After reading Terri Thornton’s post about the phenomenon of companies marketing by creating content, I had absolutely no concerns for the future of PR and advertising for two main reasons.

First, PR and advertising professionals have adapted to every successful content format and platform change because marketers are creative people. Secondarily, most companies don’t do content right — they still need marketing people contributing to content development.

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I see three or four companies every day join Learnist (a content collaboration and curation platform I work on for the social learning company Grockit) with “consumer education objectives.” Most companies run afoul of audience expectations for authenticity.  

For any new digital content platform, finding a balance in promotion and information is the key. And ultimately, the content cannot suck. Successful content-based marketing is hard to find. But, there are exceptions.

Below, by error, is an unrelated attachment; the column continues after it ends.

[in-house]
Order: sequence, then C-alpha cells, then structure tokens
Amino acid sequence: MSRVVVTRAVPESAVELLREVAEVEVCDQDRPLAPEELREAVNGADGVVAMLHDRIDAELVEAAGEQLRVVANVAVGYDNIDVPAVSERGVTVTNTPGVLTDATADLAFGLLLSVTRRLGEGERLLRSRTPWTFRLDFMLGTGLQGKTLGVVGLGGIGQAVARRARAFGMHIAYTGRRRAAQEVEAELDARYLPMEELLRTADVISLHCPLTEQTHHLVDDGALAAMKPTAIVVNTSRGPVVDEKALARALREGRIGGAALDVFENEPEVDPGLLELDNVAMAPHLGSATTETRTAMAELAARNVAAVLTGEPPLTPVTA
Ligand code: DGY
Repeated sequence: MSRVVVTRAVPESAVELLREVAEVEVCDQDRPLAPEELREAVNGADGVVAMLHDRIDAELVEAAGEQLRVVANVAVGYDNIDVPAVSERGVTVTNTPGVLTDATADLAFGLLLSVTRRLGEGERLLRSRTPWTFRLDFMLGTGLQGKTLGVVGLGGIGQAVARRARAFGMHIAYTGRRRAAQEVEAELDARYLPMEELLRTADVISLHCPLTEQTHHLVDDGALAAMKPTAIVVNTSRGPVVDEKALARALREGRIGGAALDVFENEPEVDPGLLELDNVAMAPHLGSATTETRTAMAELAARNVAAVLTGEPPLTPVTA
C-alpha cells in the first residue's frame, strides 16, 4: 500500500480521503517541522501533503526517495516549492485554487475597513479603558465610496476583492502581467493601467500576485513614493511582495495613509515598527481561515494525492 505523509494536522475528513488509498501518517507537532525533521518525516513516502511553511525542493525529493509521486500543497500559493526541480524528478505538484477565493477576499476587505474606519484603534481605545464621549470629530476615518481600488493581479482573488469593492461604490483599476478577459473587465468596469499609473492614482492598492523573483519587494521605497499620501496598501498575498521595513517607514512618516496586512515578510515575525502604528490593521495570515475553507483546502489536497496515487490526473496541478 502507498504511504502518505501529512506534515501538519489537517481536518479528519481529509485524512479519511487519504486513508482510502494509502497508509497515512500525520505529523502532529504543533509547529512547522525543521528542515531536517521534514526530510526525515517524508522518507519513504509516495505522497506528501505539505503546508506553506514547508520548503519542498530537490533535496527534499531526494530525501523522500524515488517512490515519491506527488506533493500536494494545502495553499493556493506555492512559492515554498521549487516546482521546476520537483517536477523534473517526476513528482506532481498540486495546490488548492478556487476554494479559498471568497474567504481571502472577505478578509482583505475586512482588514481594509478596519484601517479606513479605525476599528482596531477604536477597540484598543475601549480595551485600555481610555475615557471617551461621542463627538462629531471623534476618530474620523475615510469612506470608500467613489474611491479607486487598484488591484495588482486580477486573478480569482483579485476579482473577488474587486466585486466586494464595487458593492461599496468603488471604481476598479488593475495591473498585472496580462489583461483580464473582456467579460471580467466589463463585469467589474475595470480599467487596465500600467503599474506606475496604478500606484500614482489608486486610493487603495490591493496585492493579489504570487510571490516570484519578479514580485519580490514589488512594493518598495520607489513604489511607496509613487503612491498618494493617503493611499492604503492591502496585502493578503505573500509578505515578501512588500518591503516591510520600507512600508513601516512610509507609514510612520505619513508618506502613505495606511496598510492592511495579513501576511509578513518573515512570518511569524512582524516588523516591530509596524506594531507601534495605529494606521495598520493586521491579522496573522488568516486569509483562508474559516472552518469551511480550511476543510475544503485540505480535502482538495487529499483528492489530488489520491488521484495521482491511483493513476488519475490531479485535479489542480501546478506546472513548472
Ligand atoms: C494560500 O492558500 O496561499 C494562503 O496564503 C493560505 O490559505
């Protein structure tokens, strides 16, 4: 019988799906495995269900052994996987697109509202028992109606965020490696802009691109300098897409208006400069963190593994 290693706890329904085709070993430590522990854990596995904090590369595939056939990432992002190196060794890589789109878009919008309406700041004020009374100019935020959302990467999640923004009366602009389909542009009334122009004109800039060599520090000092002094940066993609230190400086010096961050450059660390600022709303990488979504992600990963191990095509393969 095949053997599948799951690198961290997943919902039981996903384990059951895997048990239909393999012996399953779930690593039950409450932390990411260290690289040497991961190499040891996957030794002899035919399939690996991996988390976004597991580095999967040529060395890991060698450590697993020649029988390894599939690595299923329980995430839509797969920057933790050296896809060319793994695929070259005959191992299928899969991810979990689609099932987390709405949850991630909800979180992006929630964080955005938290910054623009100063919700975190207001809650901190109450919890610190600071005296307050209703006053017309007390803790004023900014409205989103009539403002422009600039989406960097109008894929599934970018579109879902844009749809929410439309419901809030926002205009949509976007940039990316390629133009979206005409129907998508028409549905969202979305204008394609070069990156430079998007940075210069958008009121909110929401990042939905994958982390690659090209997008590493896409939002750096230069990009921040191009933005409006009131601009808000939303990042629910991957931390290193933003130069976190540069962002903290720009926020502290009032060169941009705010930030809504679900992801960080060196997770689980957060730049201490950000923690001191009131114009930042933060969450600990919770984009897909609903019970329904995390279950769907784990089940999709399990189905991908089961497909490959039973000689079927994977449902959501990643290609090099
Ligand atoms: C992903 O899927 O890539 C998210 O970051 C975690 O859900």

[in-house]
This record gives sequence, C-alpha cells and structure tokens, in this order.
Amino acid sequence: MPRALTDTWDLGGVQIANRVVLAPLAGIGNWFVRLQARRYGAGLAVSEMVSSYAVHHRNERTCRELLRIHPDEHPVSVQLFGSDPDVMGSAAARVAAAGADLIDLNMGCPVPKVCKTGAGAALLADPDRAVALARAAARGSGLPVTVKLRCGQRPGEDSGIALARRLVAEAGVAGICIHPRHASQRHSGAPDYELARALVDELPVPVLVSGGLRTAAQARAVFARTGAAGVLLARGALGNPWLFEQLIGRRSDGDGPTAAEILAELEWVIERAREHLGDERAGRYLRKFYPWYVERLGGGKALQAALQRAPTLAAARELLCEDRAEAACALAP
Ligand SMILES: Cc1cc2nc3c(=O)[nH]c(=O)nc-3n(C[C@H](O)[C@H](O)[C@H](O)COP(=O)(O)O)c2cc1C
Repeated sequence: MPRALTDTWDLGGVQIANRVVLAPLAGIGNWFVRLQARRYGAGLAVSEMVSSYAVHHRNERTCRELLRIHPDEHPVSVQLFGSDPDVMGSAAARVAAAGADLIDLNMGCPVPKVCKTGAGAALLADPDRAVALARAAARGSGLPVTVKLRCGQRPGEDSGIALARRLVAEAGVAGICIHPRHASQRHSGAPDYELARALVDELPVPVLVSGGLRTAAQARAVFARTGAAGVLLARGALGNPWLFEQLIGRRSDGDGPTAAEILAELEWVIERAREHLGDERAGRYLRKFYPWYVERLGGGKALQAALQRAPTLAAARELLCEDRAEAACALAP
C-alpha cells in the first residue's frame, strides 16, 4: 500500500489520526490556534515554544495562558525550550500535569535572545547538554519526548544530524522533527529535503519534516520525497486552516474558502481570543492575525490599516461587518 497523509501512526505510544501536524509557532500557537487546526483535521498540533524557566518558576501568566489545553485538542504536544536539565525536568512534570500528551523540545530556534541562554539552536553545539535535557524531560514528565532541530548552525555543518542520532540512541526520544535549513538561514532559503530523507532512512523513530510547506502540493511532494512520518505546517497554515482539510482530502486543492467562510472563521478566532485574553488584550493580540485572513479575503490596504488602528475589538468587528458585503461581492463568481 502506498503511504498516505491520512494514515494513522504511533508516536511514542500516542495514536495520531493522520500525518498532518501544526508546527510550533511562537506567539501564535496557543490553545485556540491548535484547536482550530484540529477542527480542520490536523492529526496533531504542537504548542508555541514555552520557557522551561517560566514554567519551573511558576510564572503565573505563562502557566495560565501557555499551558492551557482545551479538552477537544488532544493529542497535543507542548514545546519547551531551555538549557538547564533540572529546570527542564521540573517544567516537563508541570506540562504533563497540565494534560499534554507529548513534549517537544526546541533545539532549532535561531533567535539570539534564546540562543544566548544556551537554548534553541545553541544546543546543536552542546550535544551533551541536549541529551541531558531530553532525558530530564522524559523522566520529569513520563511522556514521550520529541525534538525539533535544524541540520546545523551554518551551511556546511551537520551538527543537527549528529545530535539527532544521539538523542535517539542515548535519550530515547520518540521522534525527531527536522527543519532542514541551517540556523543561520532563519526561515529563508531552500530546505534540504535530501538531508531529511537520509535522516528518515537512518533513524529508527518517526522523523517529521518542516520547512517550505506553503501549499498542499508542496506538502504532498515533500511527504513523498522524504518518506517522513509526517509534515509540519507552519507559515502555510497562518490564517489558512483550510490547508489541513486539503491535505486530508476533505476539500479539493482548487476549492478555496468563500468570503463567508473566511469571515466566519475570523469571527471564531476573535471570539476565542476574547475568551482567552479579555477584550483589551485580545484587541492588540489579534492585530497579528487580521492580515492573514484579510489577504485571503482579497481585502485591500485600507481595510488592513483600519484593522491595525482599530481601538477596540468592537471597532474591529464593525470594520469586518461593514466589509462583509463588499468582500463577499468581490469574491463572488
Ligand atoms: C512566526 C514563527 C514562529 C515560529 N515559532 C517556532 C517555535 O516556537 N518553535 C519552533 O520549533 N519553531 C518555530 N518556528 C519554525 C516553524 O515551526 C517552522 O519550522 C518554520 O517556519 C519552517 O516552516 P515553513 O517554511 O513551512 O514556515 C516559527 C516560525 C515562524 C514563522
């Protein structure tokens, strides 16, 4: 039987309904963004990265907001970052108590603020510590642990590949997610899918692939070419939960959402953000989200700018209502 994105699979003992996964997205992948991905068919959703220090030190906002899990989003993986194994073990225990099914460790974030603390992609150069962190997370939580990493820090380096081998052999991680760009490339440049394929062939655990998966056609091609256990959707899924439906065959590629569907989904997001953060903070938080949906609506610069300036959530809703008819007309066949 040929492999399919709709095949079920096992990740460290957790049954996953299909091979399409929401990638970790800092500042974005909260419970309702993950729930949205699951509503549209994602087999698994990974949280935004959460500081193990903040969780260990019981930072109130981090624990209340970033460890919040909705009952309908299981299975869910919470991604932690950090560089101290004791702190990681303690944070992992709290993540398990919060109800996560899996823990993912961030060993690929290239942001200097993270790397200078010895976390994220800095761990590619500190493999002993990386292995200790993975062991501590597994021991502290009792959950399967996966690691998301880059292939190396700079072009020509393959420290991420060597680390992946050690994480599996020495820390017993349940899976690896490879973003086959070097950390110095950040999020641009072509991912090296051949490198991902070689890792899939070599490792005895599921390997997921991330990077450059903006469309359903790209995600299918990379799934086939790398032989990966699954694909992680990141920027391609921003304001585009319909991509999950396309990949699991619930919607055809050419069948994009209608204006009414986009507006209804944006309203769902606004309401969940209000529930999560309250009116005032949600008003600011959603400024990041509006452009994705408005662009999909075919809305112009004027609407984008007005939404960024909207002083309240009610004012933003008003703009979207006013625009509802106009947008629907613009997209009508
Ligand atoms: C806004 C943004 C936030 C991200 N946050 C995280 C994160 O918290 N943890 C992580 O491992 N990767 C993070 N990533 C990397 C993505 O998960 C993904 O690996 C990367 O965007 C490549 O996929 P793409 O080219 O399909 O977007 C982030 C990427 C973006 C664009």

Right now, no company is better at content marketing than BetaBrand clothing, the San Francisco-based startup that has raised about $8 million in venture capital funding. The company has quickly built a rabid base of repeat customers representing that influential, bi-coastal “San Frooklyn” demographic.

BetaBrand’s clothing emphasis on form and functionality is irreverent and ingenious. Pants and jackets are designed with signature tuck-in reflective cuffs and pocket liners for safety while biking to work. Clothing lines have absurd names like “Karate Casual,” inducing laughter via cognitive dissonance. But, it’s the site, email and creative marketing that compels me to seek out BetaBrand media.

Humor is the key

BetaBrand’s site and content gently mocks the business of marketing fashion without being self-deprecating. The site delivers an experience that leaves one laughing, impressed and oddly aware of the stale, formulaic sites and emails delivered by most major online retailers.